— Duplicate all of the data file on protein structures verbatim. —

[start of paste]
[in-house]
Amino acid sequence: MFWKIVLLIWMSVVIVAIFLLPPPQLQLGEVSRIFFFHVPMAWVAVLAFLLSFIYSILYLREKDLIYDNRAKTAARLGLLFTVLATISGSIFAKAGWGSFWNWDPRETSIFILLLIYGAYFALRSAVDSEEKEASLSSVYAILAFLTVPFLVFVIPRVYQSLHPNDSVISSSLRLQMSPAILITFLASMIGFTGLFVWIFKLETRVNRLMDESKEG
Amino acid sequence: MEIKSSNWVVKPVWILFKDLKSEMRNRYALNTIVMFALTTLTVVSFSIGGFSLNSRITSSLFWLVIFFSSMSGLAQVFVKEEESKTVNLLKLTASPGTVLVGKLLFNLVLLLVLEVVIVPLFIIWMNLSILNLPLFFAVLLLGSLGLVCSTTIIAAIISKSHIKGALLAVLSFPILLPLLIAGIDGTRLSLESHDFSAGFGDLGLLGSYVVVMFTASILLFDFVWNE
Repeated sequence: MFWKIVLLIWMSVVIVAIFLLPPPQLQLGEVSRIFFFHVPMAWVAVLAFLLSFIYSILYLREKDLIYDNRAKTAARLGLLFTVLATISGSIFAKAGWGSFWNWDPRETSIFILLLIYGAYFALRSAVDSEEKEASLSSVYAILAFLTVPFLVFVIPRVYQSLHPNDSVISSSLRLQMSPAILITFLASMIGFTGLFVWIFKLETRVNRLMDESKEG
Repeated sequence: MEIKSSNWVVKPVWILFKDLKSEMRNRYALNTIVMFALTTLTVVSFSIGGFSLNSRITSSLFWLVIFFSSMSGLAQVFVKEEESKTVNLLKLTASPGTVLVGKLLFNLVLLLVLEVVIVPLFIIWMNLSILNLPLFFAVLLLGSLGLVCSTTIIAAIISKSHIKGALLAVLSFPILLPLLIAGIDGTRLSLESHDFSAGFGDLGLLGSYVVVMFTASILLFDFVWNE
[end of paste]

[in-house]
Amino acid sequence: MFWKIVLLIWMSVVIVAIFLLPPPQLQLGEVSRIFFFHVPMAWVAVLAFLLSFIYSILYLREKDLIYDNRAKTAARLGLLFTVLATISGSIFAKAGWGSFWNWDPRETSIFILLLIYGAYFALRSAVDSEEKEASLSSVYAILAFLTVPFLVFVIPRVYQSLHPNDSVISSSLRLQMSPAILITFLASMIGFTGLFVWIFKLETRVNRLMDESKEG
Amino acid sequence: MEIKSSNWVVKPVWILFKDLKSEMRNRYALNTIVMFALTTLTVVSFSIGGFSLNSRITSSLFWLVIFFSSMSGLAQVFVKEEESKTVNLLKLTASPGTVLVGKLLFNLVLLLVLEVVIVPLFIIWMNLSILNLPLFFAVLLLGSLGLVCSTTIIAAIISKSHIKGALLAVLSFPILLPLLIAGIDGTRLSLESHDFSAGFGDLGLLGSYVVVMFTASILLFDFVWNE
Repeated sequence: MFWKIVLLIWMSVVIVAIFLLPPPQLQLGEVSRIFFFHVPMAWVAVLAFLLSFIYSILYLREKDLIYDNRAKTAARLGLLFTVLATISGSIFAKAGWGSFWNWDPRETSIFILLLIYGAYFALRSAVDSEEKEASLSSVYAILAFLTVPFLVFVIPRVYQSLHPNDSVISSSLRLQMSPAILITFLASMIGFTGLFVWIFKLETRVNRLMDESKEG
Repeated sequence: MEIKSSNWVVKPVWILFKDLKSEMRNRYALNTIVMFALTTLTVVSFSIGGFSLNSRITSSLFWLVIFFSSMSGLAQVFVKEEESKTVNLLKLTASPGTVLVGKLLFNLVLLLVLEVVIVPLFIIWMNLSILNLPLFFAVLLLGSLGLVCSTTIIAAIISKSHIKGALLAVLSFPILLPLLIAGIDGTRLSLESHDFSAGFGDLGLLGSYVVVMFTASILLFDFVWNE